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Theme 3: Self-Reflection/Recognition of Social Location

In the class reflections, nine of the students indicated that they were aware of their social location; that is, they reflected in ways that acknowledged their citizenship status, their religion, or their privilege. For example, one student noted, “Although I am safe from this ..., I fear heavily for those who are not safe from it.” Another student remarked, “As being a privileged documented citizen sometimes you don’t understand the things undocumented people go through.” After attending the interfaith prayer vigil, a student wrote, “The prayer vigil opened my eyes to how other religions besides Catholicism have an impact on Latinos.” Participating in an interfaith vigil opened the student’s eyes to other faith traditions and revealed their own limited exposure.

Theme 4: Call to Action

In what we have categorized as “Call to Action,” 12 students expressed their desire to do something and sometimes talked about specific changes they would make. A student with an interest in law said, “I can now say that I am taking action to help more than I was before. I hope to be doing justice to my community in 15 years.” Another shared, “Now I am much more in-tune with the real-world effects of the problematic system of immigration in our country, and I feel compelled to take part in efforts to show support, speak out, and hope for changes in the system.” Another described the importance of being personally involved: “If I want to make a difference in society, then I need to physically go to the source of the issue and work from there, not stand back and wait for someone else to do it for me.” In light of statements like these, we recognize that saying that one wants to do something is not the same thing as doing it. We also recognize that educators and institutions of higher education have an important role to play in cultivating, nurturing, and supporting these expressed desires to act.

Theme 5: Connection to Politics

Finally, four of the students connected the immersion experiences to the current political situation. After attending Courtwatch, one student wrote, “This opened my eyes that the rich have a bigger advantage than the working class when it comes to the justice system.” Another said, “I got a glimpse into the realities of our current immigration system and how a perpetual cycle of keeping the detainees behind bars remains prevalent in the United States.” Significantly, the students attended Courtwatch soon after Donald Trump won the electoral college vote for president. As one student commented, “When attending the court proceedings, I felt a sense of sadness. I think that attending the court the day after Donald became president was quite possibly the worst time to go, but nonetheless I found the courage to attend.” In another especially prescient reflection, a student wrote:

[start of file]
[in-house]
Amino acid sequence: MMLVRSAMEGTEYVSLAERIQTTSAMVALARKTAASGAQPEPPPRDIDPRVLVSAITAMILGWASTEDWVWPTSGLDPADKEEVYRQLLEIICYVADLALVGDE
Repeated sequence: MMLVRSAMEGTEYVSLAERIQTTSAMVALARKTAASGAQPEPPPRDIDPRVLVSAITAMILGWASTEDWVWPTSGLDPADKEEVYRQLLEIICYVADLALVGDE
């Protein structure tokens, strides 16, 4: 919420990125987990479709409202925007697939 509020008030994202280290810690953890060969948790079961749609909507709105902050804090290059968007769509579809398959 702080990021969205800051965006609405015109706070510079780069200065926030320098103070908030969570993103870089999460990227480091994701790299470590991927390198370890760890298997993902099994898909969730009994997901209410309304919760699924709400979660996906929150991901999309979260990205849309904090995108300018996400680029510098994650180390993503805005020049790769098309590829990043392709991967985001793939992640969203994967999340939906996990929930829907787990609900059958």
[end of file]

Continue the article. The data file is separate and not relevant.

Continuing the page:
In light of the recent (and tragic) presidential election, I have been thinking even more about the scary reality of Latinx immigration and undocumented immigrants living in the United States. It is hard to stay optimistic that there will be any sort of progress in ethical and progressive immigration reform policies. Nor do I have much faith in the government that undocumented immigrants and their families will be protected under this new Trump regime. Not only are undocumented immigrants and their families forced to deal with racism and violence at the hands of our new “president,” but they also have to deal with the more visible and normalized violence at the hands of Trump supporters. There is no doubt in my mind that the next four years and years after will be tainted by racial violence. As of right now, I live each day with a heavy heart filled with uncertainty in the United States.

The participation in Courtwatch and the writing prompt were jumping off points for this student to reflect on and share larger concerns about the national tenor and direction of the country and express their own struggle.

Considered together, our thematic findings suggest that half-day immersion experiences, coupled with students’ written reflections, enhanced student learning. Using Clingerman and Locklin’s (2016) CLEA model as a guidepost, this coupling offered the students multiple entry points for learning. We arc encouraged that these short field exposures led to student responses that indicate growth and that they can be mapped onto the four areas of the model. Not only did students grow in terms of intellectual complexity (C), but they also became more aware of their own frame of reference and social location (L), they were more likely to become empa-thetically accountable (E), and they often expressed a desire to engage in some form of motivated action (A).

 
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